To ensure the effectiveness of two newly developed vaccines that fight against the Ebola Virus Disease (EVD), twelve Liberian volunteers yesterday received trial vaccines in the first ever Ebola Study at the Redemption Hospital in New Kru Town, Monrovia.
The vaccines are the ChAd3, manufactured by Glaxo SmithKline, and the rVSV-ZEBOV which is manufactured by Merck/NewLink.
Administering the vaccines to the volunteers, Liberian registered pharmacists, in protective gear, prepared the Ebola test vaccines from vials to syringes and brought them from a nearby holding center to the Redemption Hospital, where they were administered.
Hospital staff briefed the twelve selected volunteers about the process and the purpose of the study, after they were screened to ensure that they were eligible to participate in the trial.
“You cannot participate in this study,” a hospital staff told the volunteers, “if you are suffering from fever; when you are pregnant or breastfeeding a child.” After additional information was provided, the qualified candidates were sanctioned by the authorities to proceed with the study.
As quietly as it had begun, the process continued and all twelve participants were vaccinated. Yesterday’s study is part of the first 600 vaccinations to be conducted. The procedure entails collection of urine and blood samples; the side effects or discomforts that could occur after receiving the vaccination, and the possible benefit that could come from their participation.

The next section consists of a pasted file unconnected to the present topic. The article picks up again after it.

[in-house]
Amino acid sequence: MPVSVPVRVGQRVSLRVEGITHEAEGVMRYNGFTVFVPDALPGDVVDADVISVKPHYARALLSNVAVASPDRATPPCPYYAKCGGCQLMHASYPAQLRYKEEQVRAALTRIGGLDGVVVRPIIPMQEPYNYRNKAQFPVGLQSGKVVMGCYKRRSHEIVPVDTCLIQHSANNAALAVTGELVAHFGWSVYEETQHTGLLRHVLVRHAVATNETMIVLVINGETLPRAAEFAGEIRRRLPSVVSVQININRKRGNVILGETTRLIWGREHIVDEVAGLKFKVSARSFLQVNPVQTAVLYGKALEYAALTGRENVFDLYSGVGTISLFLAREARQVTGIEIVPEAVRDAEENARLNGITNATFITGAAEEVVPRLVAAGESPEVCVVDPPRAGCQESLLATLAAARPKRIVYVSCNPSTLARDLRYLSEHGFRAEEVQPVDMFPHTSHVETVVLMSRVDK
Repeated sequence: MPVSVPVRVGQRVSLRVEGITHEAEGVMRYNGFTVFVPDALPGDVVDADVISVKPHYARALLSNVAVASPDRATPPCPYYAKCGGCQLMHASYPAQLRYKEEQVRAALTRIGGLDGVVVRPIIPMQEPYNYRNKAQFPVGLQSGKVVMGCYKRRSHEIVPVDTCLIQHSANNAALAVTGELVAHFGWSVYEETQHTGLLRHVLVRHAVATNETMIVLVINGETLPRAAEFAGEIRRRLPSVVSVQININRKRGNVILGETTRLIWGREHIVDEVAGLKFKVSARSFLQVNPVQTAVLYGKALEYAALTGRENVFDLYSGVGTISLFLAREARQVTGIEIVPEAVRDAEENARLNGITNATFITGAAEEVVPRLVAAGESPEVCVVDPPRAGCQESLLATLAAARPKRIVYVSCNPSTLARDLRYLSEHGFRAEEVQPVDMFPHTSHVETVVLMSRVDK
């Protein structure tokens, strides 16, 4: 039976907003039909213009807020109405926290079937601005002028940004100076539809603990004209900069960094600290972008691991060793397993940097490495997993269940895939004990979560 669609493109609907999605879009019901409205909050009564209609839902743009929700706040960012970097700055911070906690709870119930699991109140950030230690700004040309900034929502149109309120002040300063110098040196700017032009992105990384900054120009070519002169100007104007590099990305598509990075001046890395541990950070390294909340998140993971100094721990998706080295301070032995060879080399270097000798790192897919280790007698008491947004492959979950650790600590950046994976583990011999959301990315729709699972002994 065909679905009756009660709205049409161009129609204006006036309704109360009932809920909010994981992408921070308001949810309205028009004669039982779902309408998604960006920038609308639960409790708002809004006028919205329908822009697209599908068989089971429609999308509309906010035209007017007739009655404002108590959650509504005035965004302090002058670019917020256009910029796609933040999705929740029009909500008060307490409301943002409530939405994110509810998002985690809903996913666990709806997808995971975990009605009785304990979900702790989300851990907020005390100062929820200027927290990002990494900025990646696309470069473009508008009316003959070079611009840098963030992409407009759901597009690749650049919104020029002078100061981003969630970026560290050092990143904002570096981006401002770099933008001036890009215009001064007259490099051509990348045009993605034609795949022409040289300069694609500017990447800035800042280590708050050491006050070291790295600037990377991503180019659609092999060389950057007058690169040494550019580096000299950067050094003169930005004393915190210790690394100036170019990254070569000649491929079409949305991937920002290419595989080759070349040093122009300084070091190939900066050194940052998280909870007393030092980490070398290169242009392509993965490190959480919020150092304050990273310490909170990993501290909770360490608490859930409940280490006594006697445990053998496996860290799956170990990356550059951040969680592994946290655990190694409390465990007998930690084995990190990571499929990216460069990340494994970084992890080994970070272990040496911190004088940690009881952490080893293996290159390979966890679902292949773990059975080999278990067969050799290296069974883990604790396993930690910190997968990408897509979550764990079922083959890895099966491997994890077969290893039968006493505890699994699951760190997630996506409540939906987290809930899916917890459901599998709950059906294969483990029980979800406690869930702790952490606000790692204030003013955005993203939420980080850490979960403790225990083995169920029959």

All the volunteers had the opportunity to have their questions answered before making their own decision about whether or not to participate.
“This is a process that had been thoroughly reviewed by research ethics boards in Liberia and the U.S.,” health officials said.
Officials told that Daily Observer that the volunteers, “were advised that they were at liberty to decline participation and withdraw their consent at any time without consequence.” Meanwhile, the twelve participants will be closely monitored and their reactions documented to be reviewed periodically by an independent Data and Safety Monitoring Board of medical and scientific experts from the United States and Liberia.
The Daily Observer learned that the clinical development process for the test vaccines began with Phase 1 testing for safety (assessment of side effects or adverse events) in a small number of human volunteers.
“Several Phase 1 studies of Chad3-ZEBOV and rVSV-ZEBOV have been conducted and most of the adverse events reported in these studies were mild and did not last long,” officials said. “A few study volunteers experienced fever and joint pain that lasted for a few days and ended within two weeks. The most people who received the vaccines in these studies developed infection-fighting proteins, or antibodies, that might help to protect them from getting EVD.” Reports from the twelve participants reaching the Daily Observer did not indicate any negative effect.
Up to press time, there were no immediate report of negative reactions in any of the twelve volunteers and officials expressed optimism of the trials.